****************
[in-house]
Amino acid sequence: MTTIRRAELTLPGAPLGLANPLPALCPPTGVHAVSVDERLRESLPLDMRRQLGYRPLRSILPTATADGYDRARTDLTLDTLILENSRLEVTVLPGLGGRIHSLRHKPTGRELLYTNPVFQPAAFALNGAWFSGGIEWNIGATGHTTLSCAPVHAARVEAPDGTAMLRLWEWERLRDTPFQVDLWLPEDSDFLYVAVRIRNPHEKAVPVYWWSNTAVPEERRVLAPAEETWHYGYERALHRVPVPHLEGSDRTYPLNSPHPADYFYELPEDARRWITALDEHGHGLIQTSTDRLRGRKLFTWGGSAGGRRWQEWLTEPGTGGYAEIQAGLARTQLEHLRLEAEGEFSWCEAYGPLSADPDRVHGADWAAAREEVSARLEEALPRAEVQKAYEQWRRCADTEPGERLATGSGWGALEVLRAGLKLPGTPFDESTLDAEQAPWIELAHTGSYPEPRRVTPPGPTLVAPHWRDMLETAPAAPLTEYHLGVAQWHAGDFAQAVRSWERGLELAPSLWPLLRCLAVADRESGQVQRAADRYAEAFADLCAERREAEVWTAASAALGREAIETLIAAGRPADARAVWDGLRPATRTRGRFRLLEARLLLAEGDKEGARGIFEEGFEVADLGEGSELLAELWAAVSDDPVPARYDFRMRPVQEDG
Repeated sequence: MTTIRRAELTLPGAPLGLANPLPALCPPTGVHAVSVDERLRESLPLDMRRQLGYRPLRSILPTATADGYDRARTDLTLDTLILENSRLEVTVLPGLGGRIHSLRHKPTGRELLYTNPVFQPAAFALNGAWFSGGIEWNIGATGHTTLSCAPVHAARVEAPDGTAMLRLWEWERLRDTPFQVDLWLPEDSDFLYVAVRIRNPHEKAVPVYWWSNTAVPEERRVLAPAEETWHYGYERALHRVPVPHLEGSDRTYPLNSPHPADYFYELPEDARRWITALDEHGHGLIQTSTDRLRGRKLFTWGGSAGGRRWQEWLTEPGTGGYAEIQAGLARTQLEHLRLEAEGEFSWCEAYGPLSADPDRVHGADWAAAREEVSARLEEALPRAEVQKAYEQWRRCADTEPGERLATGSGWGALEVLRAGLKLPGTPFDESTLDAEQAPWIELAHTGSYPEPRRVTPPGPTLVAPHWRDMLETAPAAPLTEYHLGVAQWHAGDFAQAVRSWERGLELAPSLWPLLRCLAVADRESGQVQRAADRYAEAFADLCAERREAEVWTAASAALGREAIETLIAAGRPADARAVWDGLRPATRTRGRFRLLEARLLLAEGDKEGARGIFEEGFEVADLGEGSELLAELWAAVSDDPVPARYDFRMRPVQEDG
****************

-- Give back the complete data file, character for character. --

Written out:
[in-house]
Amino acid sequence: MTTIRRAELTLPGAPLGLANPLPALCPPTGVHAVSVDERLRESLPLDMRRQLGYRPLRSILPTATADGYDRARTDLTLDTLILENSRLEVTVLPGLGGRIHSLRHKPTGRELLYTNPVFQPAAFALNGAWFSGGIEWNIGATGHTTLSCAPVHAARVEAPDGTAMLRLWEWERLRDTPFQVDLWLPEDSDFLYVAVRIRNPHEKAVPVYWWSNTAVPEERRVLAPAEETWHYGYERALHRVPVPHLEGSDRTYPLNSPHPADYFYELPEDARRWITALDEHGHGLIQTSTDRLRGRKLFTWGGSAGGRRWQEWLTEPGTGGYAEIQAGLARTQLEHLRLEAEGEFSWCEAYGPLSADPDRVHGADWAAAREEVSARLEEALPRAEVQKAYEQWRRCADTEPGERLATGSGWGALEVLRAGLKLPGTPFDESTLDAEQAPWIELAHTGSYPEPRRVTPPGPTLVAPHWRDMLETAPAAPLTEYHLGVAQWHAGDFAQAVRSWERGLELAPSLWPLLRCLAVADRESGQVQRAADRYAEAFADLCAERREAEVWTAASAALGREAIETLIAAGRPADARAVWDGLRPATRTRGRFRLLEARLLLAEGDKEGARGIFEEGFEVADLGEGSELLAELWAAVSDDPVPARYDFRMRPVQEDG
Repeated sequence: MTTIRRAELTLPGAPLGLANPLPALCPPTGVHAVSVDERLRESLPLDMRRQLGYRPLRSILPTATADGYDRARTDLTLDTLILENSRLEVTVLPGLGGRIHSLRHKPTGRELLYTNPVFQPAAFALNGAWFSGGIEWNIGATGHTTLSCAPVHAARVEAPDGTAMLRLWEWERLRDTPFQVDLWLPEDSDFLYVAVRIRNPHEKAVPVYWWSNTAVPEERRVLAPAEETWHYGYERALHRVPVPHLEGSDRTYPLNSPHPADYFYELPEDARRWITALDEHGHGLIQTSTDRLRGRKLFTWGGSAGGRRWQEWLTEPGTGGYAEIQAGLARTQLEHLRLEAEGEFSWCEAYGPLSADPDRVHGADWAAAREEVSARLEEALPRAEVQKAYEQWRRCADTEPGERLATGSGWGALEVLRAGLKLPGTPFDESTLDAEQAPWIELAHTGSYPEPRRVTPPGPTLVAPHWRDMLETAPAAPLTEYHLGVAQWHAGDFAQAVRSWERGLELAPSLWPLLRCLAVADRESGQVQRAADRYAEAFADLCAERREAEVWTAASAALGREAIETLIAAGRPADARAVWDGLRPATRTRGRFRLLEARLLLAEGDKEGARGIFEEGFEVADLGEGSELLAELWAAVSDDPVPARYDFRMRPVQEDG